Once you have passed the first year, you will have two more years (120 ECTS credits) to go. In addition to your Major, you will also choose a Minor. An overview of available Minors can be found in the Minors Guide. The Major of the specialisation in American Studies covers the following fields: American-English language proficiency, American politics and history, American literature and culture of the nineteenth and twentieth centuries, American popular culture (film, music, TV), American art, the American political system, American foreign politics and methodology, and American cultural studies as an academic discipline. The third year of the programme will include several interdisciplinary research seminars on varying themes (for example American diversity and identity, New York as an international city, or themes in the field of sociolinguistics).
Once you have completed all courses in the Bachelor’s programme, including your thesis, you will be awarded a Bachelor’s degree. You may then follow on to the Master’s phase and further specialise in the field of English linguistics or literature, or North-American Studies. More information about your relevant Master’s programme can be found in the Master’s Study Guide for Transatlantic Studies: History, Culture and Politics, Linguistics or Letterkunde . Each of the disciplines – North American Studies, Linguistics and British Literature - offers a coherent set of courses. In addition, you will conduct research, which should culminate in a Master’s thesis. Both your Bachelor’s and your Master’s phase may also include an internship and/or study period abroad.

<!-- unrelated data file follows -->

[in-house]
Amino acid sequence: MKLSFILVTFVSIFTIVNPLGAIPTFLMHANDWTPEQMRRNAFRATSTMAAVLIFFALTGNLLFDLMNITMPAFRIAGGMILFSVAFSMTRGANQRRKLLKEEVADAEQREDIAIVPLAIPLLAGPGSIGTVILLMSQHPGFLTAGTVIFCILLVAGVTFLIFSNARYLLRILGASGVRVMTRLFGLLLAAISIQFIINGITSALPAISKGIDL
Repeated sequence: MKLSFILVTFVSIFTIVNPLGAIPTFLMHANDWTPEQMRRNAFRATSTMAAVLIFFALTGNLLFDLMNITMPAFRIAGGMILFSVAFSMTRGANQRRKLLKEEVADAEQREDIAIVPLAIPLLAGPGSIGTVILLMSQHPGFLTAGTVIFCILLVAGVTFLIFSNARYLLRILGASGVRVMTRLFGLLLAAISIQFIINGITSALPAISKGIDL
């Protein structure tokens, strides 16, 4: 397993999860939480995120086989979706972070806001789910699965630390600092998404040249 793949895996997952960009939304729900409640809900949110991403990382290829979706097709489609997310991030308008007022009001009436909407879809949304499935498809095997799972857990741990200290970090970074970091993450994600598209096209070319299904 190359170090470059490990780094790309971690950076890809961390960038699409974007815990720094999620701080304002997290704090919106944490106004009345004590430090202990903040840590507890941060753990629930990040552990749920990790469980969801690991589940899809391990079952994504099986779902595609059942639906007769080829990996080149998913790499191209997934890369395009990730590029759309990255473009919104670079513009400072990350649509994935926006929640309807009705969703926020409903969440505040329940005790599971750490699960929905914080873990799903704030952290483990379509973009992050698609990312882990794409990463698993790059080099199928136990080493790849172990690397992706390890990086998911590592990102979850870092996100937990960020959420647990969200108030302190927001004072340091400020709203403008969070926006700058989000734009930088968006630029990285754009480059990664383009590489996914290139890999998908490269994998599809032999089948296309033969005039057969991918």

Objectives of the degree programme in English Language and Culture
You will acquire knowledge and insight in the field of English Language and Culture or American Studies. You will also acquire an academic level of thinking and working, whereby you will be able to find information quickly, assess it critically, and clarify your findings to others with logical arguments, both verbally and in writing. You will also develop self-discipline and self-control: the ability to independently plan and carry out a large task (in particular, the Bachelor’s thesis). Furthermore, you will develop an academic attitude with an eye for detail and for broad contexts and an analytical capacity enabling you to academically and critically assess existing views and insights into your own specialisation based on their long-term potential and value.
Final qualifications for the degree programme English Language and Culture
The English Language and Culture programme at Radboud University has two specialisations: (1) English Language and Culture and (2) American Studies, which each have a separate curriculum. These programmes consist of common and track-specific major courses and work towards six final qualifications, including four common and two specialisation specific ones.
- Your language skill is at the professional level. You can adequately express yourself verbally and in writing in different registers. You are aware of common style conventions and can apply them in written work. You have knowledge of the descriptive grammar and phonetics of English, you can apply theories of grammar analysis to English. You have the competencies to assess your own language knowledge and to improve your own learning process.